There is no serious public relations professional that will tell you Twitter and social media in general are not a must for an effective online presence. The truth is social media does a great job at connecting companies and their representatives with clients, bloggers, journalists, their peers and virtually anyone they are interested in. It is also true that in some cases Twitter leads to getting more clients, increased brand awareness, more traffic and all the gold you were digging for in the first place.
Yet what is not stressed about is just how you manage to get there. Social media is not like a party where you just show up and people make you their biggest star. Just signing up is not helpful in any way. And to keep the party inspiration going, which party you go to, who you’re with and what you’re wearing are also important factors in how well you perform.
What makes Twitter an effective PR tool is first and foremost understanding the media in question. People come and go, check tweets and don’t have the time and most often they also lack the will to look back and figure out what you’re talking about. They also follow people for specific reasons. Yes, we all follow the occasional star, our close friends etc. But we also follow brands we like, experts in our field, those that know a lot about our hobbies, and generally everyone with something meaningful to say about one of our areas of interest.
A PR pro tapping into the Twitter conversation has to first get it straight into their head that it’s a permanent conversation. Unless you are a major news outlet, people won’t care about all the links to your site you’re constantly tweeting, they’re going to need more value. They also won’t follow just because you exist and ask them to. They have to see what’s in it for them. Do you reply questions? Are you past the selfish stage and retweet interesting stuff from the people you follow? Are you in the know or are you just pretending?
After figuring out how Twitter works, the next step in a PR integration of the medium is coming up with a strategy and a plan to implement it. Who is the Twitter account addressing? Is it a stream for the PR pro or their firm? Is it for a client? What are they looking for in what results are concerned? Which are the best ways to achieve them? When is the audience online? What are they interested in? Who are the must-follow people in the industry and how do you form a meaningful relationship with them? What hashtags should you follow, what lists? What should you search for in the Twitter stream? How often should you tweet? How many people are tweeting on a specific account and how will they be managed and monitored?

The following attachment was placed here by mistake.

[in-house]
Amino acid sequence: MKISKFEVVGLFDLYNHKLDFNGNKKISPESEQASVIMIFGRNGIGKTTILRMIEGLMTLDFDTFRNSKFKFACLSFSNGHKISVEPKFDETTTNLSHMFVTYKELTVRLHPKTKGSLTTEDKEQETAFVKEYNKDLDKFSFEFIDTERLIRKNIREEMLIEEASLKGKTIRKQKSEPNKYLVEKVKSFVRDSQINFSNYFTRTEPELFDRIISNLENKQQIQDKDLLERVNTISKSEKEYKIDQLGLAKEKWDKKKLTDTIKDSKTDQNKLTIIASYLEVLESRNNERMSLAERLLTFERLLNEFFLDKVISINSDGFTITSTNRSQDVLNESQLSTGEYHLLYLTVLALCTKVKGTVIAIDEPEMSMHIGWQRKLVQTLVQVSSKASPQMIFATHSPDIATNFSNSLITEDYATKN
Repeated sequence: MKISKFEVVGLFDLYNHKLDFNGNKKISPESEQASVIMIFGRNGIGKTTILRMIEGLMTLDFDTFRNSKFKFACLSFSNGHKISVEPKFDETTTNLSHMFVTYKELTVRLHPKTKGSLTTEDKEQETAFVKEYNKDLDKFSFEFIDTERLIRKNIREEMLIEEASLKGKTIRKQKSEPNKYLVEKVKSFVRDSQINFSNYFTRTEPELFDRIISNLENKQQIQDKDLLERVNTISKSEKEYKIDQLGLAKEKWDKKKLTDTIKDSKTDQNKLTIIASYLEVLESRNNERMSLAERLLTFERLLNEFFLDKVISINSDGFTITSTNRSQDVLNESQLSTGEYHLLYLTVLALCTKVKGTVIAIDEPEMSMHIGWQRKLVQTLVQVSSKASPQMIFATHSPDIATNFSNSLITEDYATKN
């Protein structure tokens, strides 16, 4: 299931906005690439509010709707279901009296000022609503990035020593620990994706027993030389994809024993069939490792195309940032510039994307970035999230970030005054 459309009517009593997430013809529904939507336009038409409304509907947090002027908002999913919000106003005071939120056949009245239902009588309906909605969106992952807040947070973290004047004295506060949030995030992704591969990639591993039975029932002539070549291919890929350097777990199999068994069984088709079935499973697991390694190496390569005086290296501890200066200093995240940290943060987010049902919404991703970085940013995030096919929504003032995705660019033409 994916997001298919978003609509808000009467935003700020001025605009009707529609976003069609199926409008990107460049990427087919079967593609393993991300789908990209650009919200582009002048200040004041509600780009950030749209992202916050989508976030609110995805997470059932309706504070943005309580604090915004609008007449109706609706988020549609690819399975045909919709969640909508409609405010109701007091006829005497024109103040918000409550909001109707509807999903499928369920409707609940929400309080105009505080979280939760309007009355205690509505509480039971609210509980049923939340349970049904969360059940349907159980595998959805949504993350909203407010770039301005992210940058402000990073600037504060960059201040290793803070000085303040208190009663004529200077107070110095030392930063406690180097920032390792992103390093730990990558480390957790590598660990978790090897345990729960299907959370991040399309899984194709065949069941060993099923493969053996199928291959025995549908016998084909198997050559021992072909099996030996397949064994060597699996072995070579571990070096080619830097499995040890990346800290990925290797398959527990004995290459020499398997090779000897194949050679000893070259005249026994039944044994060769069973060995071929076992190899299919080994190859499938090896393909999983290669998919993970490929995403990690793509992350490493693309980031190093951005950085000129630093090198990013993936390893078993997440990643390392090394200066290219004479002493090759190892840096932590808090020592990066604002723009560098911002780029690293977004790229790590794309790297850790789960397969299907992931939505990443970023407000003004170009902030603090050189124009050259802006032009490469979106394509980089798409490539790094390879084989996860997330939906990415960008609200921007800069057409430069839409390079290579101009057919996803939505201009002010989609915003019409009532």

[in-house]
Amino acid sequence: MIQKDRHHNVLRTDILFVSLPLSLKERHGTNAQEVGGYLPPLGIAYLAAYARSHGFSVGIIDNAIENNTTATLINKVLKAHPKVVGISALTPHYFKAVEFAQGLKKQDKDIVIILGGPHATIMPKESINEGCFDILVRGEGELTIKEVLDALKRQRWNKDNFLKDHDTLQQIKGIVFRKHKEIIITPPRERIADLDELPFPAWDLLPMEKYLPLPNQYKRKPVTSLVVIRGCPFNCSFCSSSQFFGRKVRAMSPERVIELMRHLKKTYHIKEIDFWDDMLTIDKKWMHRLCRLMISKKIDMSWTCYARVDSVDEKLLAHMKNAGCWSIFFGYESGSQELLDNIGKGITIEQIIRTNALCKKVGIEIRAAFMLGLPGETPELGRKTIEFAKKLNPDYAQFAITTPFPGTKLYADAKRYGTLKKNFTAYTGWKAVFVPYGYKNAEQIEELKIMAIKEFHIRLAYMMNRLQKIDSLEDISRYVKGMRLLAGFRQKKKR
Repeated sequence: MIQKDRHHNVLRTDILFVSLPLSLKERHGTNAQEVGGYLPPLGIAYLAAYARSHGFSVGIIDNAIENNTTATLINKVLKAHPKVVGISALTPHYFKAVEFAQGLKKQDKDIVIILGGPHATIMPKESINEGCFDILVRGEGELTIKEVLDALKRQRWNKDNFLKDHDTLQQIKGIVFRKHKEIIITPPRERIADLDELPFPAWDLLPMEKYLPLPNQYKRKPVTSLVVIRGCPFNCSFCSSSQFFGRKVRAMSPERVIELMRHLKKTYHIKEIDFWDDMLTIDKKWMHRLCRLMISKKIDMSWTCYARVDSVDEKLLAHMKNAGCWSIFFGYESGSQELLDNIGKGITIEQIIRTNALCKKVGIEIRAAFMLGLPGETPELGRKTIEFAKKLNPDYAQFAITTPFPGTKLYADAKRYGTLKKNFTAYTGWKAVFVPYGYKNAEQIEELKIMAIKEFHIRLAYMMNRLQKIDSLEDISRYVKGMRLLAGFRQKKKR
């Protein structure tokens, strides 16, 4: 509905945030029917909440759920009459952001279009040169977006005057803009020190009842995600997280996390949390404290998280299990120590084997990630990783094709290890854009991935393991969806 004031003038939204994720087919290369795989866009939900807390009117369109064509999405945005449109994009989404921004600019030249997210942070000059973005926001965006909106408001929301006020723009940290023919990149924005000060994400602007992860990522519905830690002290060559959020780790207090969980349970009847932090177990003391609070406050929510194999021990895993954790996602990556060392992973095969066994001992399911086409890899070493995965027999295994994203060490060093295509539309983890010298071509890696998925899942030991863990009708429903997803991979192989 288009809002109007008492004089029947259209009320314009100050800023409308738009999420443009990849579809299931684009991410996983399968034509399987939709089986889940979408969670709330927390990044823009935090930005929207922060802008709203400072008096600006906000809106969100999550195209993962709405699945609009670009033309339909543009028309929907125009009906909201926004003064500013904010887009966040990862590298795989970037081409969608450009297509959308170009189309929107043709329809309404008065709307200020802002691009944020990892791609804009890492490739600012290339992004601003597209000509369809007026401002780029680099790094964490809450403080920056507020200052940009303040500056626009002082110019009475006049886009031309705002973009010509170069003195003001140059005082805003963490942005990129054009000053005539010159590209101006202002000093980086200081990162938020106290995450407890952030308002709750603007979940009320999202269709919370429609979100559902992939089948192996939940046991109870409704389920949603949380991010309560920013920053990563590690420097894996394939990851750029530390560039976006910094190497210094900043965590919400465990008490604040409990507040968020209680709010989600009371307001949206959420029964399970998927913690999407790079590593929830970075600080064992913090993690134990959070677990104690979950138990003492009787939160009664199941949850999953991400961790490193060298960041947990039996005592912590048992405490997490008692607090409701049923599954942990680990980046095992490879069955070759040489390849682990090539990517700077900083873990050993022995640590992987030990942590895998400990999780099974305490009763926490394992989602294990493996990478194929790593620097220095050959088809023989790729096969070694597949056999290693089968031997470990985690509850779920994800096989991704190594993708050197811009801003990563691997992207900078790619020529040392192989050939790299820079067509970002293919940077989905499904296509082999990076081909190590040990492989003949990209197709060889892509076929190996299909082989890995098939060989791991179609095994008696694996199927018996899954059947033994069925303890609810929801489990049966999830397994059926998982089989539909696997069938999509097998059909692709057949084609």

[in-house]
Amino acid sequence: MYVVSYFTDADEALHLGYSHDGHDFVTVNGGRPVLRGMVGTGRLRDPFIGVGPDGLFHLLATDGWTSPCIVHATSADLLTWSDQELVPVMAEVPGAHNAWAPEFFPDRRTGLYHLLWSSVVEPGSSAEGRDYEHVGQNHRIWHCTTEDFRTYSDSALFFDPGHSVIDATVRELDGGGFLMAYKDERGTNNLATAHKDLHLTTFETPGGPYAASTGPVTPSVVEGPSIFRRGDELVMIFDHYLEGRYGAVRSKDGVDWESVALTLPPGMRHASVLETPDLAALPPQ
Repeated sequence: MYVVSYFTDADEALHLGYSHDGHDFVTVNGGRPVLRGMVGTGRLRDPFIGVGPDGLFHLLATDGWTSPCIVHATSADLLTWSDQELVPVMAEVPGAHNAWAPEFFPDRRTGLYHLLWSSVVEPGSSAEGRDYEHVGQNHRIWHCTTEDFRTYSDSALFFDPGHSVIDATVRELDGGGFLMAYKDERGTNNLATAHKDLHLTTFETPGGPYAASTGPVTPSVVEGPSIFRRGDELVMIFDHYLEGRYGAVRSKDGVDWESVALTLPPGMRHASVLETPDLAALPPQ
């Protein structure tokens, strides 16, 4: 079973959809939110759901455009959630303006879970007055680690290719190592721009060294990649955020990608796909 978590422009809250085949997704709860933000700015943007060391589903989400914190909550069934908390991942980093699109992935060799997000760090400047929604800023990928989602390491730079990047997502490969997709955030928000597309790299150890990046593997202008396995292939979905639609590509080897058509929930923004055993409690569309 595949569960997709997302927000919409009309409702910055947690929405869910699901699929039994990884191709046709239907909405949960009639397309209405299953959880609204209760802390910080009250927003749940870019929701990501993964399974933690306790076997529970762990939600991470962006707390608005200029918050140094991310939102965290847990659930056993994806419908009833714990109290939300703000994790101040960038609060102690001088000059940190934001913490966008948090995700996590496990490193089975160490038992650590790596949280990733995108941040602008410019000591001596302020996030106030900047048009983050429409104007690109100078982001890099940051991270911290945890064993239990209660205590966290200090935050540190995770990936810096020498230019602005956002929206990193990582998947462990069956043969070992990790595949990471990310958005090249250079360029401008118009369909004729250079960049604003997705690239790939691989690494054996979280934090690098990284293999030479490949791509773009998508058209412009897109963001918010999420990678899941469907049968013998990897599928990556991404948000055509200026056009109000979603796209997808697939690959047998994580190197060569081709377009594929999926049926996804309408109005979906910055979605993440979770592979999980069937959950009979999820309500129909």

When we’re speaking about an individual or corporate PR account, the topics covered are not just the PR world and the occasional client work. The person (or team) in charge needs to cover all the industries they are interested in (when they are not limitless). If you mostly have tech companies, fashion designers and hospitals as clients, it’s obvious what you should be tweeting about, other than the latest PR and marketing trends. Why? Simply because when doing PR for your clients on Twitter, you’re also addressing their customers, the media, people in their industry. To connect with them, you have to know the field and show genuine interest in it. More over, at the same time, you’re also targeting new PR clients that come from the fields you have expertise in.
If you read again the previous two paragraphs you’ll notice one thing: it’s a lot of work. It seems like an easy enough task, posting two-tree random 140 character tweets every once in a while, but actually, as it happens with any other medium, it takes work, constant learning and smart planning. The bigger the stream, the more work you have. Just check out this video about the team managing PRNewswire’s account, among other things.
Getting real value in your PR efforts on Twitter or other social media channels is not just a nice story people tell. It’s something achievable and measurable. It does change PR for the better, as it puts human relationships and two-way gains in the spotlight. It just has to be approached seriously, not tried out in your lunch break, to then write a post about how Twitter sucks and social media is just the latest whim. Social media is here to stay. More marketing and PR dollars are going into social media campaigns and the sums will keep growing.
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